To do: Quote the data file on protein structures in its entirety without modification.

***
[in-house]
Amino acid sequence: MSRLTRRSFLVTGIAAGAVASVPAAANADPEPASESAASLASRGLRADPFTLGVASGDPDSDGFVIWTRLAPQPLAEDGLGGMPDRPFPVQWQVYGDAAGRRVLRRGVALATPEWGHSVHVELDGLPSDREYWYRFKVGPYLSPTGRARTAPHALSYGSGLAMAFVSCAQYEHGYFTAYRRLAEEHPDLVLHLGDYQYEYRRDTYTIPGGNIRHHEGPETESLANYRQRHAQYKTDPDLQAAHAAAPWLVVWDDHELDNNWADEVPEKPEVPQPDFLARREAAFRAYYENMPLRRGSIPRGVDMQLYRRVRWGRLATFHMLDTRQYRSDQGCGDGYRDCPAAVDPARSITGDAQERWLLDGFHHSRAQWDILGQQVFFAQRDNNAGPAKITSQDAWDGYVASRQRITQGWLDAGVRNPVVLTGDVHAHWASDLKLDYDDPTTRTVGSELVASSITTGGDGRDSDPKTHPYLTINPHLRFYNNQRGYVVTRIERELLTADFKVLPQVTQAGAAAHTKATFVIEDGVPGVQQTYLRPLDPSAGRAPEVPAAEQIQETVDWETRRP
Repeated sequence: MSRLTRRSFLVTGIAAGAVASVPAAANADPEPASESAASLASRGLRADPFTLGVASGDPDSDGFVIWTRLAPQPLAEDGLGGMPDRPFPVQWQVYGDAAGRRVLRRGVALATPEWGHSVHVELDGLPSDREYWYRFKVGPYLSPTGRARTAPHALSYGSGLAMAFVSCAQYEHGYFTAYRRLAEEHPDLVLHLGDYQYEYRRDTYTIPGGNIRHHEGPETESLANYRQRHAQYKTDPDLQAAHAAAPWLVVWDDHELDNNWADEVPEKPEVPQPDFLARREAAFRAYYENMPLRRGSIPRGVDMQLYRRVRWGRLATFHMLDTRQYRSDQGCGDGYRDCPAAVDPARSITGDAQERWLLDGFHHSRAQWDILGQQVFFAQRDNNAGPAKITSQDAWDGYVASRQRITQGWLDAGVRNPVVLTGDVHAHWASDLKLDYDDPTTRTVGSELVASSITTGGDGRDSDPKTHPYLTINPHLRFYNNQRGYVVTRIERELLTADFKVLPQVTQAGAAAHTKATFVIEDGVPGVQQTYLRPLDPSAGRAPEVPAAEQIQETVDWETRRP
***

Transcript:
[in-house]
Amino acid sequence: MSRLTRRSFLVTGIAAGAVASVPAAANADPEPASESAASLASRGLRADPFTLGVASGDPDSDGFVIWTRLAPQPLAEDGLGGMPDRPFPVQWQVYGDAAGRRVLRRGVALATPEWGHSVHVELDGLPSDREYWYRFKVGPYLSPTGRARTAPHALSYGSGLAMAFVSCAQYEHGYFTAYRRLAEEHPDLVLHLGDYQYEYRRDTYTIPGGNIRHHEGPETESLANYRQRHAQYKTDPDLQAAHAAAPWLVVWDDHELDNNWADEVPEKPEVPQPDFLARREAAFRAYYENMPLRRGSIPRGVDMQLYRRVRWGRLATFHMLDTRQYRSDQGCGDGYRDCPAAVDPARSITGDAQERWLLDGFHHSRAQWDILGQQVFFAQRDNNAGPAKITSQDAWDGYVASRQRITQGWLDAGVRNPVVLTGDVHAHWASDLKLDYDDPTTRTVGSELVASSITTGGDGRDSDPKTHPYLTINPHLRFYNNQRGYVVTRIERELLTADFKVLPQVTQAGAAAHTKATFVIEDGVPGVQQTYLRPLDPSAGRAPEVPAAEQIQETVDWETRRP
Repeated sequence: MSRLTRRSFLVTGIAAGAVASVPAAANADPEPASESAASLASRGLRADPFTLGVASGDPDSDGFVIWTRLAPQPLAEDGLGGMPDRPFPVQWQVYGDAAGRRVLRRGVALATPEWGHSVHVELDGLPSDREYWYRFKVGPYLSPTGRARTAPHALSYGSGLAMAFVSCAQYEHGYFTAYRRLAEEHPDLVLHLGDYQYEYRRDTYTIPGGNIRHHEGPETESLANYRQRHAQYKTDPDLQAAHAAAPWLVVWDDHELDNNWADEVPEKPEVPQPDFLARREAAFRAYYENMPLRRGSIPRGVDMQLYRRVRWGRLATFHMLDTRQYRSDQGCGDGYRDCPAAVDPARSITGDAQERWLLDGFHHSRAQWDILGQQVFFAQRDNNAGPAKITSQDAWDGYVASRQRITQGWLDAGVRNPVVLTGDVHAHWASDLKLDYDDPTTRTVGSELVASSITTGGDGRDSDPKTHPYLTINPHLRFYNNQRGYVVTRIERELLTADFKVLPQVTQAGAAAHTKATFVIEDGVPGVQQTYLRPLDPSAGRAPEVPAAEQIQETVDWETRRP